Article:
Electron tomography and 3D reconstruction/grid 500 1000 2000

* Students may be charged lab fee for certain courses

** Industry Rate is normally 2X Outside Academia Rate unless otherwise noted

  • Fee-for-service charges: Freeze Fracture, Ultramicrotomy, TEM, SEM and others $40/hr + materials and equipment use charge
  • Supply charges: Film, paper, stubs, grids, liquid nitrogen, etc. at cost

Current Projects

  • Cellulose nanocrystals
  • Gold nanoparticles in clinical use
  • Quantum dots
  • Ink penetration in paper
  • Immunolocalization of hemicellulose in wood
  • Fish gall bladder parasites
  • Insect vectors of disease
  • Wood degradation by fungi
  • PHOTO GALLERY Student portfolios

Acknowledgments in Publications

The N.C. Brown Center for Ultrastructure Studies at SUNY-ESF must be acknowledged in all publications that include data derived from the Center. Include this statement: "Microscopy was performed at the N.C. Brown Center for Ultrastructure Studies at SUNY-ESF, Syracuse, NY."

If N.C. Brown personnel performed the work for you they should be acknowledged by name.

Experience of Personnel

Susan Anagnost, Ph.D.

  • website

  • Director since 2011
  • 10 years as Assistant Director of the NC Brown Center
  • Professor, SUNY-ESF
  • Chair, Department of Sustainable Construction Management and Engineering 2006-present
Noteworthy publications:

Rosenbaum, P.F., Crawford J.A., Anagnost S.E., Wang C.J.K., Hunt A., Anbar R.D., Hargrave T.M., Hall G.E., Liu C.C. and J.L. Abraham. 2010. Indoor airborne fungi and wheeze in the first year of life among a cohort of infants at risk for asthma. Journal Exposure Science and Environmental Epidemiology, 20:503-515.

Anagnost, S.E., Zhou, S., Yeo, H. Wang, C.J.K., Smith, W.B. and D.M. Roberts. 2006. Fungi inhabiting southern pine utility poles during manufacture. Forest Products Journal 56(1):53-59.

Fernando, A.A., Anagnost, S.E., Zhou, S., Morey, S.R., and C.J.K. Wang. 2005. Noteworthy fungi from air samples. Mycotaxon 92:322-338.

Anagnost, S.E., Mark, R. M. and R. B. Hanna. 2005. S2 Orientation of Microfibrils in Softwood Tracheids and Hardwood Fibers. International Association of Wood Anatomists Journal 26(3):325-338.

Anagnost, S.E., Mark, R.E. and R.B. Hanna. 2002. Variation of microfibril angle within individual fibers. Wood and Fiber Science 34(2):337-349.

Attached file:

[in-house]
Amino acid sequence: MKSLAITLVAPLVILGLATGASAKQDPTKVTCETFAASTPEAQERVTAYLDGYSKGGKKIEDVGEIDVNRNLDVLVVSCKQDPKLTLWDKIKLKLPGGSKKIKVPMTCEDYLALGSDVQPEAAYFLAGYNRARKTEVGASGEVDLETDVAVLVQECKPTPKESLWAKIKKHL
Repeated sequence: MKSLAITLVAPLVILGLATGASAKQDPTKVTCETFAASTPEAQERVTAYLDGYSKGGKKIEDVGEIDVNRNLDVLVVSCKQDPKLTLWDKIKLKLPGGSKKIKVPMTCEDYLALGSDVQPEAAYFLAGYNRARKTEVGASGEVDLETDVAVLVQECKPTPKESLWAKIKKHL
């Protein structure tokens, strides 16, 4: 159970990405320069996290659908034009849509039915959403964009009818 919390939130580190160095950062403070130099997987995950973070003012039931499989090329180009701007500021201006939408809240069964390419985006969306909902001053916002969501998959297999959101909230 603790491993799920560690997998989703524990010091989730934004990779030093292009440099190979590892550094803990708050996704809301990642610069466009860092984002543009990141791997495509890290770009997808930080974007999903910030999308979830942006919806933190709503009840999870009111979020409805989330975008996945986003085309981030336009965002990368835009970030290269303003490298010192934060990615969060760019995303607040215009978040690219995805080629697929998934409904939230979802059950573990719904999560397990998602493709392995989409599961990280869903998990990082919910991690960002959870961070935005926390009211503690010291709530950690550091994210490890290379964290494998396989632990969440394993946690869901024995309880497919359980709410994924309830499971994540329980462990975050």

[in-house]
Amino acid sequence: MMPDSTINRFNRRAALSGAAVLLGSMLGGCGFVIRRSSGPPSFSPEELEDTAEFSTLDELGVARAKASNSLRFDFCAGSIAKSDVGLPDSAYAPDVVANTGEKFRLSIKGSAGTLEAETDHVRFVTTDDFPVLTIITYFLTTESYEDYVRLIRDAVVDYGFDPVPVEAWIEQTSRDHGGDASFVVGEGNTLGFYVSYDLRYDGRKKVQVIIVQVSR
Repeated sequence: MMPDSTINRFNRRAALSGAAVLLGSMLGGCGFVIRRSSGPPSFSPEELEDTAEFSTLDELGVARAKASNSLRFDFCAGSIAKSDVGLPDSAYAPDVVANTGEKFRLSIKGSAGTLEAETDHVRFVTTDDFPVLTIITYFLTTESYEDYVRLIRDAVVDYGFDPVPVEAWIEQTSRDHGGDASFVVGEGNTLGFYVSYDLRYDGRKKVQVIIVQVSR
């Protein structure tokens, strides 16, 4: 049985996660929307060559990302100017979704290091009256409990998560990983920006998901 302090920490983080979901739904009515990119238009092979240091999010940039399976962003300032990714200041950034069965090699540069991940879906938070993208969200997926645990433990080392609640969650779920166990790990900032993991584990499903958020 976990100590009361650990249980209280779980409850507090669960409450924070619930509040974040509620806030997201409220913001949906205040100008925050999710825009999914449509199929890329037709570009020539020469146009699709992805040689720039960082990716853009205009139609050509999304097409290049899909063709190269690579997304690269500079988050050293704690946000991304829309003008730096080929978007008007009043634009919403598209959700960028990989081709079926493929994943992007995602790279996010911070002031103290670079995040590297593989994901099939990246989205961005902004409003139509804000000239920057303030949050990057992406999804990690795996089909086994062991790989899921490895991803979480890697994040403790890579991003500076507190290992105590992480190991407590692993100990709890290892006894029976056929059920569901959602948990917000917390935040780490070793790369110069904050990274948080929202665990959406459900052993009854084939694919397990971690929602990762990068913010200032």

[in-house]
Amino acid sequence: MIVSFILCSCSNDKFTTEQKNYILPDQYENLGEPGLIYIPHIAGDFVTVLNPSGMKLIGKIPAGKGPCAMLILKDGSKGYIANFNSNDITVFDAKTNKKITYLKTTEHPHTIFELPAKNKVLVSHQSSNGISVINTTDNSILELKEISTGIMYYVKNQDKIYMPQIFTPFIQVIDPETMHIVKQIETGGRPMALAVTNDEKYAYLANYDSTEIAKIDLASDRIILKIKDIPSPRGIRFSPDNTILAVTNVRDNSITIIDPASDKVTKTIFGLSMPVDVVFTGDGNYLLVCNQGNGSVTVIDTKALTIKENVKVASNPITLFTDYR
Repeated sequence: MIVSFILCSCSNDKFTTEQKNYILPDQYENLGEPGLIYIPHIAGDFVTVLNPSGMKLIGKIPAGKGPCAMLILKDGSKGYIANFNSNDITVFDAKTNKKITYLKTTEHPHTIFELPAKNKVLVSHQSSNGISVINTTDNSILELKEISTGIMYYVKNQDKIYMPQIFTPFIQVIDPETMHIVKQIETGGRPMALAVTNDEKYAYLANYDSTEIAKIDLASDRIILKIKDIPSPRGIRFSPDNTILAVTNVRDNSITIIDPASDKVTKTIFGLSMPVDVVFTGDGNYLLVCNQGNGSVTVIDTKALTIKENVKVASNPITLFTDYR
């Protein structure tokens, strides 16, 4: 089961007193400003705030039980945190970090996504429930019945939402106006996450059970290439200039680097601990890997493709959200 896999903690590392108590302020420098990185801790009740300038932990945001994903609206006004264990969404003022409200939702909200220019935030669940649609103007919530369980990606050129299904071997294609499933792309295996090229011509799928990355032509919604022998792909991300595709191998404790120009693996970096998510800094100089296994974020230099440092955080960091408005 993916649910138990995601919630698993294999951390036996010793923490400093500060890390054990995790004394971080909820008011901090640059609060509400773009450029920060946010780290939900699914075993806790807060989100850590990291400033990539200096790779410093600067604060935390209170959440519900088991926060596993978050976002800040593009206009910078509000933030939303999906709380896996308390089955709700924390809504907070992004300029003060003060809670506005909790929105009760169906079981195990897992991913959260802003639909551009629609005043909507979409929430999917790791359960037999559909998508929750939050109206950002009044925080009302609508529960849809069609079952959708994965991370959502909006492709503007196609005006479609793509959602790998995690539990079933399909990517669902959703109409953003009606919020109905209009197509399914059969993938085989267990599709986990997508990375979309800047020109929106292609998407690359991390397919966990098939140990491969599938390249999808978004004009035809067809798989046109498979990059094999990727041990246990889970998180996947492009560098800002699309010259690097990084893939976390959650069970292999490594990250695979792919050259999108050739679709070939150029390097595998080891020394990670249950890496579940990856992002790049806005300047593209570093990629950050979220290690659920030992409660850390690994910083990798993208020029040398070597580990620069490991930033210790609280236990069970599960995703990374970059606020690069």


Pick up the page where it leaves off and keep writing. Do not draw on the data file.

Anagnost, S.E., Mark, R.E. and R.B. Hanna. 2000. Utilization of soft rot cavity orientation for the determination of microfibril angle. Wood and Fiber Science 32(1):81-87.

Anagnost, S.E. 1998. Light microscopic diagnosis of wood decay. International Association of Wood Anatomists Journal 19(2):141-167.

Robert P. Smith, M.S., Ph.D (Pending)

  • website
  • SALTS Lead Techinical Director
  • 6 years as Associate Director of the NC Brown Center
  • 10 years as Senior Scientist and Lab Director of the Diagnostic Electron Microscope Center, Pathology Department, Upstate Medical University, Syracuse, New York.
  • 12 years experience as head electron microscope unit, Wyeth Vaccines, Rochester and Pearl River, NY.
Noteworthy publications:

Tao, W., He, Y., Wang, Z., Smith, R.P., Shayya, W. and Y. Pei. 2012. Effects of ph and temperature on coupling nitration and anammox in biofilters treating dairy wastewater. Ecological Engineering 47: 76-82.

Arthur, B.A., R.P. Smith et al. 2011. Imaging of Ink Jet Penetration in Uncoated Paper Using Microscopic Techniques. Tappi Journal 10(11): 35-40. An image of a rotavirus

Petrus, A.K., R.P. Smith et al. 2009. Exploring the Implications of Vitamin B12 Conjugation to Insulin on Insulin Receptor Binding. ChemMedChem (4):421-426. (Journal Cover Image Also)

Hennan, J., R.P. Smith et al. 2006. Rotigaptide (ZP123) Prevents Spontaneous Ventricular Arrhythmias and Reduces Infarct Size During Myocardial Ischemia/Reperfusion Injury in Open-Chest Dogs. J Pharmacol. Exp. Ther. April, 317(1): 236-43.

Green, B.A., R.P. Smith et al. 2005. PppA, Surface Exposed Protein of Streptococcus pneumoniae, Elicits Cross Reactive Antibodies That Reduce Colonization in a Murine Intranasal Immunization Challenge Model. Infection and Immunity 2005. 73(2): 981-989.

Fletcher, L.D., R.P. Smith et al 2004. Vaccine Potential of the Neisseria meningitidis 2086 Lipoprotein. Infection and Immunity 72: 2088-2100.

Lo, M.C., R.P. Smith et al. 2004. Probing the Interaction of HTI-286 with Tubulin using a Stilbene analogue. Journal of the American Chemical Society 126: 9898-9899.

Madore, H.P., Estes, M.K., Zarley, C.D., Hu, B., Parsons, S., Digravio, D., Greiner, S., Smith, R.P., Jiang, B., Corsaro, B., Barniak, V., Crawford, S. and
M.E. Conner. 1999. Biochemical and immunologic comparison of virus-like particles for a rotavirus subunit vaccine. Vaccine 17(19): 2461-471.

micro

Updated: June 2013